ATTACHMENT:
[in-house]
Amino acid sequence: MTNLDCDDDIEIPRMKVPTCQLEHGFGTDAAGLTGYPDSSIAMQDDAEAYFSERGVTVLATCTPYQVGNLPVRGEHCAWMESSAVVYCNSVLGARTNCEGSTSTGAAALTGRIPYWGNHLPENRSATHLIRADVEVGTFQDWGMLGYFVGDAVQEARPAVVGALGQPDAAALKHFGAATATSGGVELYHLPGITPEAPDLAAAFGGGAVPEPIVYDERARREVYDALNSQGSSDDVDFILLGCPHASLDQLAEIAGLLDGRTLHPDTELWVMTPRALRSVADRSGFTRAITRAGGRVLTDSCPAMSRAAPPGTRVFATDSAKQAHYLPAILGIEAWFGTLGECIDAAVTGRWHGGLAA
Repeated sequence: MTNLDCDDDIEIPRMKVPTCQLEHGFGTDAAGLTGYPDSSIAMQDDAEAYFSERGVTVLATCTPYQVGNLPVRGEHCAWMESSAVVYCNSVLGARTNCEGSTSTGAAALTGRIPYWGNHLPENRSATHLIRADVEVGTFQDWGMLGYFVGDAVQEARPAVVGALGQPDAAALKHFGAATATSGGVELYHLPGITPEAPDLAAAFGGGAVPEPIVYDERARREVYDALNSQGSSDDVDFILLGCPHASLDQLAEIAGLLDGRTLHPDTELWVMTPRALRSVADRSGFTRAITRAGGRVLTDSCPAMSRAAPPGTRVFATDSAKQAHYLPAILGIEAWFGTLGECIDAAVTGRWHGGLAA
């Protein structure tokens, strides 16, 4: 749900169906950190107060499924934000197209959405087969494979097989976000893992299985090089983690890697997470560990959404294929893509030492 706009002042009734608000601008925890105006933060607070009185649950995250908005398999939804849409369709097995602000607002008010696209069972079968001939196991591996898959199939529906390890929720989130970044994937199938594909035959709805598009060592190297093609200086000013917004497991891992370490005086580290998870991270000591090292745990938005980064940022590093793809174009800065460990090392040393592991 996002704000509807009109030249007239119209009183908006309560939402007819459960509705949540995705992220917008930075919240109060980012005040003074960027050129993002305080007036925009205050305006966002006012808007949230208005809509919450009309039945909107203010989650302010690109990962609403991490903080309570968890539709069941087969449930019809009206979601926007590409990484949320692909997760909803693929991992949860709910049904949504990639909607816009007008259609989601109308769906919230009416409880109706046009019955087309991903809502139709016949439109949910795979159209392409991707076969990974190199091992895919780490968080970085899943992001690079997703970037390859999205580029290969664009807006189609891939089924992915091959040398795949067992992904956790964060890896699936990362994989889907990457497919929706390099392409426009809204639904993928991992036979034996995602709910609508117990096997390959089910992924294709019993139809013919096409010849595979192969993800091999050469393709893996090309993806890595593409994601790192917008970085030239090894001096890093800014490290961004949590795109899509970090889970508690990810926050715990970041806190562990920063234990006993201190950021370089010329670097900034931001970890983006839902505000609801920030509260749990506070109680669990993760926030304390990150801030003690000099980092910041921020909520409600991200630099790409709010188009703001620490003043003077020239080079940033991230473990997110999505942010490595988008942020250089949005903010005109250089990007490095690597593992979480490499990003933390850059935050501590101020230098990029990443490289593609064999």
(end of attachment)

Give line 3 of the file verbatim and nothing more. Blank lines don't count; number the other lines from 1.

Repeated sequence: MTNLDCDDDIEIPRMKVPTCQLEHGFGTDAAGLTGYPDSSIAMQDDAEAYFSERGVTVLATCTPYQVGNLPVRGEHCAWMESSAVVYCNSVLGARTNCEGSTSTGAAALTGRIPYWGNHLPENRSATHLIRADVEVGTFQDWGMLGYFVGDAVQEARPAVVGALGQPDAAALKHFGAATATSGGVELYHLPGITPEAPDLAAAFGGGAVPEPIVYDERARREVYDALNSQGSSDDVDFILLGCPHASLDQLAEIAGLLDGRTLHPDTELWVMTPRALRSVADRSGFTRAITRAGGRVLTDSCPAMSRAAPPGTRVFATDSAKQAHYLPAILGIEAWFGTLGECIDAAVTGRWHGGLAA